‘House of Cards’ Final Season Puts the Power in the Hands of Robin Wright
There’s a new president in office for the sixth and final season of Netflix’s “House of Cards.” After you know who was fired last year, amid clouds of scandal, Robin Wright is now the commander-in-chief. The result is a curious combination of Wright’s great presence as an actress and the show’s increasing spiral into bland absurdity. Even before allegations of sexual harassment forced Netflix to expel Kevin Spacey, the show was already suffering from trying to stretch out a premise that couldn’t keep up with the madness of politics in the real world. This season has good performances but scripts that channel how the staff must have been feeling through most of the year, like a crew trying to simply keep the ship going.
From the beginning it’s clear that Frank Underwood (Spacey), cutthroat political operator who schemed and murdered his way to power, has died. It seems like it was natural causes, he simply awoke dead one morning in bed. Now his widow and partner in crime, Claire Underwood (Wright) is the president of the United States. Claire is not just inheriting the Oval Office from Frank, but his backroom deals as well. Already corporate power couple Bill Sheperd (Greg Kinnear) and Annette Sheperd (Diane Lane), are pressuring Claire to sign some legislation very favorable to their bank accounts. Bill recoils when Claire suggests she’s aiming for a progressive, pro-government agenda. Annette, who is an old childhood friend, could be the key to infiltrate and manipulate Claire. Along with under the table dealings, there’s the usual business of running a country. Syria, Supreme Court appointments, regional catastrophes and poisoned water systems, Claire has to deal with it all as her enemies start making moves. Old fixer Doug Stamper (Michael Kelly) has been lounging around a facility dealing with his inner demons, but Claire might call him back, especially since there’s a certain will by Frank she doesn’t want found. She’s also not sure his death might have been all that natural.
The big question generating interest in this sixth season of “House of Cards” is how the show would carry on without its original, marquee name. Robin Wright is such a seasoned pro that she easily dominates the screen with her measured, observant take on the role. She easily stole scenes from Ryan Gosling in last year’s “Blade Runner 2049,” so it shouldn’t be a surprise that she towers her fellow cast members here. Much of the writing however, can’t help but feel haunted by attempting to fully separate the show from Frank, meaning Spacey. Much of the season premiere is Claire saying goodbye, symbolically holding a bird she finds lodged in a hole on a White House wall. She lets the bird fly away, possibly as a symbol of what Netflix did to Spacey. In another episode she finds Frank’s college ring on their bed, places it on her middle finger and darkly flips us all before the end credits. In terms of legislation Claire immediately begins distancing herself from Frank as well, talking like a dead-toned Hillary Clinton. If Frank was Machiavellian, Claire does indeed want to do good for the country…or so it seems.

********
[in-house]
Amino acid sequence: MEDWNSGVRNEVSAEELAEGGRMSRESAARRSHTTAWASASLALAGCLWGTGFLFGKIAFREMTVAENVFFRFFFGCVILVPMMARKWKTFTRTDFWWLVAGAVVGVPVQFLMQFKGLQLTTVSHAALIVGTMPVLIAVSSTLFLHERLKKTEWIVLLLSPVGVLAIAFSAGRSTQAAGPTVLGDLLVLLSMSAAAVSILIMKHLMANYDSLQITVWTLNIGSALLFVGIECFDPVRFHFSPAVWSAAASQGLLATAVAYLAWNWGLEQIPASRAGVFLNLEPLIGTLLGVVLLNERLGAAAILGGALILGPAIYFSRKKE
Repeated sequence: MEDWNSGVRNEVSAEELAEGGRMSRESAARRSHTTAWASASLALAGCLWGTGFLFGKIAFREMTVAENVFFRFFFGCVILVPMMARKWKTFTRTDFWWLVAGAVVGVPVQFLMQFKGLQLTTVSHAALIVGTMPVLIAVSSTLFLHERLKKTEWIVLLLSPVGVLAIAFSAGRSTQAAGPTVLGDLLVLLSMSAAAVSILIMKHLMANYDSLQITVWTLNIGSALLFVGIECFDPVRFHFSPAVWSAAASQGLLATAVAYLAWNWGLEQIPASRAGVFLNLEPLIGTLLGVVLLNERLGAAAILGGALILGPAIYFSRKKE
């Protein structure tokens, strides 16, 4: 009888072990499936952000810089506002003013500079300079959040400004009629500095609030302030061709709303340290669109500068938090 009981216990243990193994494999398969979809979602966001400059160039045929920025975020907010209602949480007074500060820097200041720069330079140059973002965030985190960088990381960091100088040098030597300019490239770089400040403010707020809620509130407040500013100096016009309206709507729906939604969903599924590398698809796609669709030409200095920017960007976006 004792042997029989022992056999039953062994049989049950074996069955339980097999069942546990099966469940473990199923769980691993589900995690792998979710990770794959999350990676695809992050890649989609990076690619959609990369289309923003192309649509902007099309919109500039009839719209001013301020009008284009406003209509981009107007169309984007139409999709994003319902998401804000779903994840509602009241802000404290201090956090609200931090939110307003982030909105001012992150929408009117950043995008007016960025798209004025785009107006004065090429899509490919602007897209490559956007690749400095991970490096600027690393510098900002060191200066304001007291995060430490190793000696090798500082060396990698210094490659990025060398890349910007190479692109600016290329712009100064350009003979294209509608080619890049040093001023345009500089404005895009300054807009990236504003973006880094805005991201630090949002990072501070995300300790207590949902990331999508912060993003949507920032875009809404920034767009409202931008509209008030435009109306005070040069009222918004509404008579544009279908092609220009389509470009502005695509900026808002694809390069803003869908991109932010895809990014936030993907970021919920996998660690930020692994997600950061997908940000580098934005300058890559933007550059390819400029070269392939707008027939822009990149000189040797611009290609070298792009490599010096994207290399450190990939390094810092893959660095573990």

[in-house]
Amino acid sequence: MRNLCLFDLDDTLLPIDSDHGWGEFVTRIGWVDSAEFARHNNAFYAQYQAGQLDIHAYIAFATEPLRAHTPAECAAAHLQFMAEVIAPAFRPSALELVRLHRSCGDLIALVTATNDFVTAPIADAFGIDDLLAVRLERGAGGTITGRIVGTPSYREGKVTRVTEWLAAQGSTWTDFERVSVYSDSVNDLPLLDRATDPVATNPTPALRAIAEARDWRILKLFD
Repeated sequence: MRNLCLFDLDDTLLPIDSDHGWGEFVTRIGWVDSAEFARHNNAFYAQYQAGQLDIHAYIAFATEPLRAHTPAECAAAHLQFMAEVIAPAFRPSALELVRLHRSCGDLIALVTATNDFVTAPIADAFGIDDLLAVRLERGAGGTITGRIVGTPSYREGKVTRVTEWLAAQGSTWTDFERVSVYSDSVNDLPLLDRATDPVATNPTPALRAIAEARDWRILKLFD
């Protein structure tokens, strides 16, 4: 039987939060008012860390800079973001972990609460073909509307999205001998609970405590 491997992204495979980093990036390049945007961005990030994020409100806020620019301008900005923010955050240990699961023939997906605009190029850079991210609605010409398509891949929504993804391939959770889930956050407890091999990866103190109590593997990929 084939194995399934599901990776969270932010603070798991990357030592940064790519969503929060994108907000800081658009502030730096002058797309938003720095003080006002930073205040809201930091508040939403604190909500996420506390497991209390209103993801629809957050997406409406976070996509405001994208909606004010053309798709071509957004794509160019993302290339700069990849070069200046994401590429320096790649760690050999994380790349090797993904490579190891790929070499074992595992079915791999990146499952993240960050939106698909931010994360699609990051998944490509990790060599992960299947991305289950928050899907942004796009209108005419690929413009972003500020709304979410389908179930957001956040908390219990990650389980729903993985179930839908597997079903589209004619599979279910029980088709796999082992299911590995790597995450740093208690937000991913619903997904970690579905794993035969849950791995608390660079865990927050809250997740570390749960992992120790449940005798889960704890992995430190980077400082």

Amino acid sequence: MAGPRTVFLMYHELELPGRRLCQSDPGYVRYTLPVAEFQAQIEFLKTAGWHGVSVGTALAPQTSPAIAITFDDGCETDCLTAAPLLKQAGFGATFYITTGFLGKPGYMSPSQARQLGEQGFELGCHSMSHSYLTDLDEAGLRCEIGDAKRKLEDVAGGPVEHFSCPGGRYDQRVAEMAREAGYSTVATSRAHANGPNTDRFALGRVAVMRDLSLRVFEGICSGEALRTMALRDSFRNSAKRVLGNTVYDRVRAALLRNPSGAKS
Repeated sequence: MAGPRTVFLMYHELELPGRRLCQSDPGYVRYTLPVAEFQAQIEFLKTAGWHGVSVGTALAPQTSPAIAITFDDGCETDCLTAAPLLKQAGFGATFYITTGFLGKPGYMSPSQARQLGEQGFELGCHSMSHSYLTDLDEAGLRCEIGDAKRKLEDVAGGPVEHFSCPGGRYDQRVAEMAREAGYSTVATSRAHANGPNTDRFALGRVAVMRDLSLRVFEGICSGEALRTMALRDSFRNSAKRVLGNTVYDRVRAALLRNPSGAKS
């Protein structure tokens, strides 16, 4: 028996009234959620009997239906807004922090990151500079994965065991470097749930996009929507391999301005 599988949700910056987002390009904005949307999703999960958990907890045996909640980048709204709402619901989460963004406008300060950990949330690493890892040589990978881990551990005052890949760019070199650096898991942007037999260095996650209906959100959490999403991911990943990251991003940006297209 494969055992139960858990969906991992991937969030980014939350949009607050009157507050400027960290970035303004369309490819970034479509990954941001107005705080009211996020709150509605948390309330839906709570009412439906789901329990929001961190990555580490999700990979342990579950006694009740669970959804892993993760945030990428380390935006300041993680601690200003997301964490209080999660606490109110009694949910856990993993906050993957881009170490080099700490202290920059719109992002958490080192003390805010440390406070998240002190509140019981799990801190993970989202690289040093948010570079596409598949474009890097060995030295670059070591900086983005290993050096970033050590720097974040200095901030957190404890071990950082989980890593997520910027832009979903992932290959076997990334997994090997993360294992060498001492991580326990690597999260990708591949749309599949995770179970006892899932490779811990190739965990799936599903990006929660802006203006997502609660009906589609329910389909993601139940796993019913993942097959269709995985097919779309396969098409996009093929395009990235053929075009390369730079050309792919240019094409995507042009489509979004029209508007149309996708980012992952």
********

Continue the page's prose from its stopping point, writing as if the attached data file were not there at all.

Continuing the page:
If Wright is formidable, the rest of the show doesn’t know what to do with her. By now “House of Cards” has played every wild, crazy plot twist in the deck. There have been so many murders, double dealings and schemes that by now Claire is left with little to do than actually try to legislate. It’s not particularly boring. There’s still that oozing atmosphere of corruption all around and with Claire as the focus we get more hints throughout about her childhood and past, including flashbacks showing her being manipulated early on by boys. But then we’re right back in bizarro “House of Cards” world as Claire plots to take on the patriarchy by appearing to be a hysterical depressive, thereby playing into misogynist biases. Soon enough her enemies plot to take her out using the 25th amendment, so Claire resorts to that most basic of plays: Accusing the Vice President of being a Russian tool. Frank’s death can’t be a mere heart attack of course, and at times the show feels like it might dabble in the kind of theories you find in websites speculating about how Hugo Chavez really died. The big villains are the Sheperds, who go against Claire like two, calculating predators. Diane Lane seems to be having a great time with the role, bringing her particular charisma. Her scenes with Wright have a wonderfully creepy quality.
The twists generally range from expected (someone tries to assassinate Claire in the first episode), to odd (Frank might have left his fortune to Stamper). By the end there’s a pregnancy and we get the sense Netflix isn’t going to bring the house down anytime soon. “House of Cards” began as a slick political thriller then turned into trashy melodrama with a serious face. But Robin Wright carries it well, making us all aware she is indeed in charge now.
“House of Cards” season six premieres Nov. 2 on Netflix.